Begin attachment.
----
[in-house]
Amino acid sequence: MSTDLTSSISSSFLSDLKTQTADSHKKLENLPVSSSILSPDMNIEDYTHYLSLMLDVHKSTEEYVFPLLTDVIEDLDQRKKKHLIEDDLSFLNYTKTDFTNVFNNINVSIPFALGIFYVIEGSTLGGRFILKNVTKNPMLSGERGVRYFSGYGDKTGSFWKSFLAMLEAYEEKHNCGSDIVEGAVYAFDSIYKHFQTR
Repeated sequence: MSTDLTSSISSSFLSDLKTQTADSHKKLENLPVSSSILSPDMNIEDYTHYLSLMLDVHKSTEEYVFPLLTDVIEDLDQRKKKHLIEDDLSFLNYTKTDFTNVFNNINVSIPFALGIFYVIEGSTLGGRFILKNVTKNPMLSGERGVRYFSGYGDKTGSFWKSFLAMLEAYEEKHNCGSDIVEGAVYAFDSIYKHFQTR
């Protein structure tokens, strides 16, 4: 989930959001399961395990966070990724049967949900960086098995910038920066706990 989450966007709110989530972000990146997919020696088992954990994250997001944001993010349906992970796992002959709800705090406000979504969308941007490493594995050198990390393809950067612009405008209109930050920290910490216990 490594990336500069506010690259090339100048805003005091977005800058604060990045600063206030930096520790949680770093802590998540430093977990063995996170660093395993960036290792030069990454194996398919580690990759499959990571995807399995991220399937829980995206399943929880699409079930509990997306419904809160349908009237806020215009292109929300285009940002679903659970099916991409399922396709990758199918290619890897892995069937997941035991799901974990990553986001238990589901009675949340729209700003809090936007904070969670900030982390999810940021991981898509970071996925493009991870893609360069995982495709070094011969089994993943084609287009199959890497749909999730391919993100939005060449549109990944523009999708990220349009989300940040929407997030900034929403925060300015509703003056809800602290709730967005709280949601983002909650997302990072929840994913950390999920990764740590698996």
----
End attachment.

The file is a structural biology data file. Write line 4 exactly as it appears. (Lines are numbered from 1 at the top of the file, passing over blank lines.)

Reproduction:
């Protein structure tokens, strides 16, 4: 989930959001399961395990966070990724049967949900960086098995910038920066706990 989450966007709110989530972000990146997919020696088992954990994250997001944001993010349906992970796992002959709800705090406000979504969308941007490493594995050198990390393809950067612009405008209109930050920290910490216990 490594990336500069506010690259090339100048805003005091977005800058604060990045600063206030930096520790949680770093802590998540430093977990063995996170660093395993960036290792030069990454194996398919580690990759499959990571995807399995991220399937829980995206399943929880699409079930509990997306419904809160349908009237806020215009292109929300285009940002679903659970099916991409399922396709990758199918290619890897892995069937997941035991799901974990990553986001238990589901009675949340729209700003809090936007904070969670900030982390999810940021991981898509970071996925493009991870893609360069995982495709070094011969089994993943084609287009199959890497749909999730391919993100939005060449549109990944523009999708990220349009989300940040929407997030900034929403925060300015509703003056809800602290709730967005709280949601983002909650997302990072929840994913950390999920990764740590698996």